Dogs and Autism: A Match Made in Heaven
Many parents raising children on the autism spectrum already know this: dogs are intuitive, empathetic and responsive to the needs of our children.
It shouldn’t come as a surprise then, to learn that many people on the spectrum list “petting my dog” as a calming strategy when asked to share their tips for coping with anxiety.
Brain was Daniel’s therapy dog. Well, he wasn’t a certified, professionally-trained therapy dog, but he was . . . well, let me explain. He was 5 whole pounds of Chihuahua attitude — not a yappy, snappy attitude, but a, “Hey meester. I’m a Cheewawa! You got cheese? I’ll do tricks for you! C’mon, c’mon, c’mon!” (Jump, jump, jump, jump, jump, jump).
Brain never sat still. He was a dog-in-motion at all times, and only stopped moving when it was his time to sleep. He loved to be petted and lived for tummy rubs, but unlike some dogs, he was definitely not a licker. His tongue stayed in his mouth (thank you very much, because his Chihuahua breath could peel pain off the wall). Gratuitous licking was for . . . well . . . dogs, and he thought he was a person, I think.
He loved to be around his humans. If we were sitting in the living room, he’d nudge us to lift him onto our laps, and then trot back and forth on the sofa, only occasionally and briefly pausing to make sure the cat knew that this lap — all laps, actually — belonged to him. He liked to try to speak as well; he made vocalizations that sounded like “Hello” that would have us doubled-up with laughter. He knew when to do this vocal trick, and would also do it on request. Alas, his talent predated the explosion of YouTube — he could have been a star, for sure.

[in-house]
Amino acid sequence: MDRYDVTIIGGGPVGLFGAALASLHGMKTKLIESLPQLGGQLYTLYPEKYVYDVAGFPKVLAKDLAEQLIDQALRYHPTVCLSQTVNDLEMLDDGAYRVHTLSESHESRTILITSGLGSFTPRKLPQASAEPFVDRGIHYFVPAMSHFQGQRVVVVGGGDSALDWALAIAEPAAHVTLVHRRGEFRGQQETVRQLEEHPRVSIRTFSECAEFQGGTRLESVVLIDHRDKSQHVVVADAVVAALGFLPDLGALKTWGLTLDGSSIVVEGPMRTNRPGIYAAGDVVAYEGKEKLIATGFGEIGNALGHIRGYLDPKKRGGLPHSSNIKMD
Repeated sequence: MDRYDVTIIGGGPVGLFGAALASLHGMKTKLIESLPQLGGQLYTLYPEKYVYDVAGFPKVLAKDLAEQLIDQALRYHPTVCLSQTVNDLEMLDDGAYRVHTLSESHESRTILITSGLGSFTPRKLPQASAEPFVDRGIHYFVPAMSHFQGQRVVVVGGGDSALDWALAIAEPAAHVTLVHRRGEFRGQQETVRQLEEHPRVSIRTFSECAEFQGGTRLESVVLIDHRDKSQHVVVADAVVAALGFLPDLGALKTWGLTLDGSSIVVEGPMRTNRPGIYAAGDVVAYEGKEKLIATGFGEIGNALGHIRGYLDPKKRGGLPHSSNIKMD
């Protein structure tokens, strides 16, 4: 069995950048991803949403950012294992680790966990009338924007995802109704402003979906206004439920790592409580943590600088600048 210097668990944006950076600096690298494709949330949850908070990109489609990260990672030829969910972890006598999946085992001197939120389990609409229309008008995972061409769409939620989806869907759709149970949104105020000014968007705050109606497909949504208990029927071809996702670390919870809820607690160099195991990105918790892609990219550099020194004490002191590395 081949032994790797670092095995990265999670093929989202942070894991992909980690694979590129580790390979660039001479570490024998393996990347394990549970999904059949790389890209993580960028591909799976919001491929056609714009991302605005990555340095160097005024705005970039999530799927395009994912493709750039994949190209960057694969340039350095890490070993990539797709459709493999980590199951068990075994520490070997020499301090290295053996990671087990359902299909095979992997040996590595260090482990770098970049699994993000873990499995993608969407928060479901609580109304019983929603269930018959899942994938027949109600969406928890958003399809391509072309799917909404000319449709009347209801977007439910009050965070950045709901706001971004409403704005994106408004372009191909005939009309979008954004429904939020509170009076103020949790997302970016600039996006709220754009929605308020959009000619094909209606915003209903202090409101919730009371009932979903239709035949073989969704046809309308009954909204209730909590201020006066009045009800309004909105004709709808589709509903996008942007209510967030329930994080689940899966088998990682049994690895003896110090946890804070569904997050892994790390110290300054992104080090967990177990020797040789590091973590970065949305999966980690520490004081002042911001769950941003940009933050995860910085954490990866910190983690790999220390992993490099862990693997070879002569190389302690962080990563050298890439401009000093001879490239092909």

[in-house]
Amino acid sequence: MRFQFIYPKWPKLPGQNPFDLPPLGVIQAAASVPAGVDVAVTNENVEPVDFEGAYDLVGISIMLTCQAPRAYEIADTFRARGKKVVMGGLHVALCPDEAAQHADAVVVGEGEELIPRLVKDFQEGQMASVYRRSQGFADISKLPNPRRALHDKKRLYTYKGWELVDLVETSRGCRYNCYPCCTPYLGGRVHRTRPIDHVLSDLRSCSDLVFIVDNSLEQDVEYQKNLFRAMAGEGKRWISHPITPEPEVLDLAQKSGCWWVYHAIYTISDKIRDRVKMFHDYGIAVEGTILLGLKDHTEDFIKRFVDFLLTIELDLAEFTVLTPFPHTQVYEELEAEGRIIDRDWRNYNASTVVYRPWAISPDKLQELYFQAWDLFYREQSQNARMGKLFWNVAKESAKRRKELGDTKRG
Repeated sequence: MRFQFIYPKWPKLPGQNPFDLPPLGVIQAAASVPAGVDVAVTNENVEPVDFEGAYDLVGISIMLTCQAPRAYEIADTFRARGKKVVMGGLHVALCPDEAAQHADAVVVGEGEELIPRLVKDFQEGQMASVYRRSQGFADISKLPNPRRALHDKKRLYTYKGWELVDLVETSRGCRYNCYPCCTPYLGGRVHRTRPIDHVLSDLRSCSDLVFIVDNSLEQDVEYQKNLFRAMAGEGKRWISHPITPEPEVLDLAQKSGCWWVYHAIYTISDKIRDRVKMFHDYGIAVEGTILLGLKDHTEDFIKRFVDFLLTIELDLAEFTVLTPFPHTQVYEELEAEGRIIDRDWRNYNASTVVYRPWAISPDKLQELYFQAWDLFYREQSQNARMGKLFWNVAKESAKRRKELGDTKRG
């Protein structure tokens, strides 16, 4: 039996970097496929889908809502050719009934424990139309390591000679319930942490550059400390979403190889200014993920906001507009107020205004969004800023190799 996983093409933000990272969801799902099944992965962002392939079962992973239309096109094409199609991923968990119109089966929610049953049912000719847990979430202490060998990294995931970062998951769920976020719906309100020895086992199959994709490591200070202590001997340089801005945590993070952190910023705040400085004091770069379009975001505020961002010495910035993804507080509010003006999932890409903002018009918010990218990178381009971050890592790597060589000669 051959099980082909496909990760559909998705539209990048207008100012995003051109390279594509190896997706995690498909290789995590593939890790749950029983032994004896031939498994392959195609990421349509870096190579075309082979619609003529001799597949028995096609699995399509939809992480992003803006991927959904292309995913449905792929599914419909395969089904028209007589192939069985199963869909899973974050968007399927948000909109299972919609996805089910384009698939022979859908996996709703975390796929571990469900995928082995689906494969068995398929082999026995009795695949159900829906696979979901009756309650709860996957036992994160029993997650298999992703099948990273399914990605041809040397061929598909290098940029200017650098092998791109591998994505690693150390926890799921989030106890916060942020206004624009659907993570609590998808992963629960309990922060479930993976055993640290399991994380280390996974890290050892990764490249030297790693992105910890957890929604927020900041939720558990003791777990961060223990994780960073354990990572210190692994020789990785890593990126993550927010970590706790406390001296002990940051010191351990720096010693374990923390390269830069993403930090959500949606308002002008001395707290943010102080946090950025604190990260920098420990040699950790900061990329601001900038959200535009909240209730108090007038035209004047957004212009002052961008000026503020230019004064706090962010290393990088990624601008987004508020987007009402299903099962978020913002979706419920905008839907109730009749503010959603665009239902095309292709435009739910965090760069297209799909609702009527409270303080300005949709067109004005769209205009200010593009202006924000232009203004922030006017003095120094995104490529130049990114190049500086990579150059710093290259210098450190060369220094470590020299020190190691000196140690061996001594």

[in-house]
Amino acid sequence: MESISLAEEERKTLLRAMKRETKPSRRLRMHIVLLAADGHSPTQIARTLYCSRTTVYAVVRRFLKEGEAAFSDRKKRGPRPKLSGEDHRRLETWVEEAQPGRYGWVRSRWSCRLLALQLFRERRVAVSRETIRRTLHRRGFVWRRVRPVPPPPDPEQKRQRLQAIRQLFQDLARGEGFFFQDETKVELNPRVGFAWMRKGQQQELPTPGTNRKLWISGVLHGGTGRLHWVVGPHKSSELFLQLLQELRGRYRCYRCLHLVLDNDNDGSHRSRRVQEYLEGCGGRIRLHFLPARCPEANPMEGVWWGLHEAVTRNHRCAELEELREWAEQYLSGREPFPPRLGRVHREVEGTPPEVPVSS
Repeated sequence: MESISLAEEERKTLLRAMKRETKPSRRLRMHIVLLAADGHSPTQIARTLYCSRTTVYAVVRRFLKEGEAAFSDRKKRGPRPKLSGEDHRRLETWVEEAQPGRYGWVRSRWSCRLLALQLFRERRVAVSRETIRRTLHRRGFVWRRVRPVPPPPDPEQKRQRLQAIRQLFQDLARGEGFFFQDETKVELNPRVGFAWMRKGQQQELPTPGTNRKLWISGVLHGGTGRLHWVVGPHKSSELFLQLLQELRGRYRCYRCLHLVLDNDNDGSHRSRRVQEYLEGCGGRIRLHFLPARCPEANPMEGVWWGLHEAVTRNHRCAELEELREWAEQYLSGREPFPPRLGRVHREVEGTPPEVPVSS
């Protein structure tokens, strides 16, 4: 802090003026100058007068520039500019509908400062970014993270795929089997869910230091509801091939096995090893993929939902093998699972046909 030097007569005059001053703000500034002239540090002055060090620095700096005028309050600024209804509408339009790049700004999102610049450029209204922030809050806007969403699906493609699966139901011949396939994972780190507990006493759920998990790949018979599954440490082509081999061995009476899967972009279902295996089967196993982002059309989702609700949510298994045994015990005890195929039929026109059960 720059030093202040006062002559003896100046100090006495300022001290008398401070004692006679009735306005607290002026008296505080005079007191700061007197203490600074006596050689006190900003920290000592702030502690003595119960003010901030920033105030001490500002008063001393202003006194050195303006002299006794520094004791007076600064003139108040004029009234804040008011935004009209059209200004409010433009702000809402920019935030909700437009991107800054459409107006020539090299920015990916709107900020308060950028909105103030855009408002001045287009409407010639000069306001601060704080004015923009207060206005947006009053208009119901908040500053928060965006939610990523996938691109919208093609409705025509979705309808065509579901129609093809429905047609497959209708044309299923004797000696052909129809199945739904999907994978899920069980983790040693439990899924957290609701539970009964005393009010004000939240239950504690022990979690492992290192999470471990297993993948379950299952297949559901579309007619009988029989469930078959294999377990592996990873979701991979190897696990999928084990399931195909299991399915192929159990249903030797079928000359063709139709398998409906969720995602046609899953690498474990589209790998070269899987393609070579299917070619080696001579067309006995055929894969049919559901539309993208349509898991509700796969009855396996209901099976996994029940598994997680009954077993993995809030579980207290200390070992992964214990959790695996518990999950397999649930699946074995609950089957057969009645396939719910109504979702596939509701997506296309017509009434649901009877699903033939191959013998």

Brainy typically stayed with Daniel at night, but he slept with me when my son was away. I use the word “sleep” broadly, because his little dog was the epitome of canine motion: walk to the top of the bed, find a pillow, circle the pillow. Naw. Too hard. Walk to the bottom of the bed. Play with the cat. Scamper to the top of the bed. Find another pillow (mine). Scratch at the pillow to find the sweet spot. Get gently moved off the pillow. Roll on his tiny back to show submission and win scratch, scratch, scratches that felt soooooo good.
Eventually he would settle under the covers or on the pillow beside my head.
I describe all of this to you because Brain was an entirely different animal if my son was feeling anxious — which, as is the case for many on the spectrum, happened all too often. Brain just seemed to know when something was wrong. As Daniel’s anxiety would rise, Brain would climb up onto his chest and lick my boy’s chin and cheeks. He would then splay himself across Daniel’s chest like a starfish, completely limp and still, and in doing so, make himself as heavy as his little body could be.